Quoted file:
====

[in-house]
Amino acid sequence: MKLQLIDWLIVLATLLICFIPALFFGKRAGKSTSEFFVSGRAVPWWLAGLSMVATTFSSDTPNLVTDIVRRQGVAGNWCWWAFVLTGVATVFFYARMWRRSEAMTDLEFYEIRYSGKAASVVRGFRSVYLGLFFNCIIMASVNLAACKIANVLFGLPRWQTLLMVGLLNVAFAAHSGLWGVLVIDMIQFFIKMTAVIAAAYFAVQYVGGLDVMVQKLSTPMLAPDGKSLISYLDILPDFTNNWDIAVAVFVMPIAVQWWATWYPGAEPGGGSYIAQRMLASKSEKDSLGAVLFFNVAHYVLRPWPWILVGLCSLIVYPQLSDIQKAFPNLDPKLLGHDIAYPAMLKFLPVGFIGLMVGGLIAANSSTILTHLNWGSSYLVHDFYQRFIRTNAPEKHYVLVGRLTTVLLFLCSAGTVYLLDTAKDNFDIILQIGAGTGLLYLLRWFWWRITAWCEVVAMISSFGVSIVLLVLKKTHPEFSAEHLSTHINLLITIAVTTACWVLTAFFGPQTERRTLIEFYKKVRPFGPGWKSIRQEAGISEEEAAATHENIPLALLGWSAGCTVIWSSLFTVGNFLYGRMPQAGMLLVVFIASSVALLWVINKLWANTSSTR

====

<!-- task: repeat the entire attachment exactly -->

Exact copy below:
[in-house]
Amino acid sequence: MKLQLIDWLIVLATLLICFIPALFFGKRAGKSTSEFFVSGRAVPWWLAGLSMVATTFSSDTPNLVTDIVRRQGVAGNWCWWAFVLTGVATVFFYARMWRRSEAMTDLEFYEIRYSGKAASVVRGFRSVYLGLFFNCIIMASVNLAACKIANVLFGLPRWQTLLMVGLLNVAFAAHSGLWGVLVIDMIQFFIKMTAVIAAAYFAVQYVGGLDVMVQKLSTPMLAPDGKSLISYLDILPDFTNNWDIAVAVFVMPIAVQWWATWYPGAEPGGGSYIAQRMLASKSEKDSLGAVLFFNVAHYVLRPWPWILVGLCSLIVYPQLSDIQKAFPNLDPKLLGHDIAYPAMLKFLPVGFIGLMVGGLIAANSSTILTHLNWGSSYLVHDFYQRFIRTNAPEKHYVLVGRLTTVLLFLCSAGTVYLLDTAKDNFDIILQIGAGTGLLYLLRWFWWRITAWCEVVAMISSFGVSIVLLVLKKTHPEFSAEHLSTHINLLITIAVTTACWVLTAFFGPQTERRTLIEFYKKVRPFGPGWKSIRQEAGISEEEAAATHENIPLALLGWSAGCTVIWSSLFTVGNFLYGRMPQAGMLLVVFIASSVALLWVINKLWANTSSTR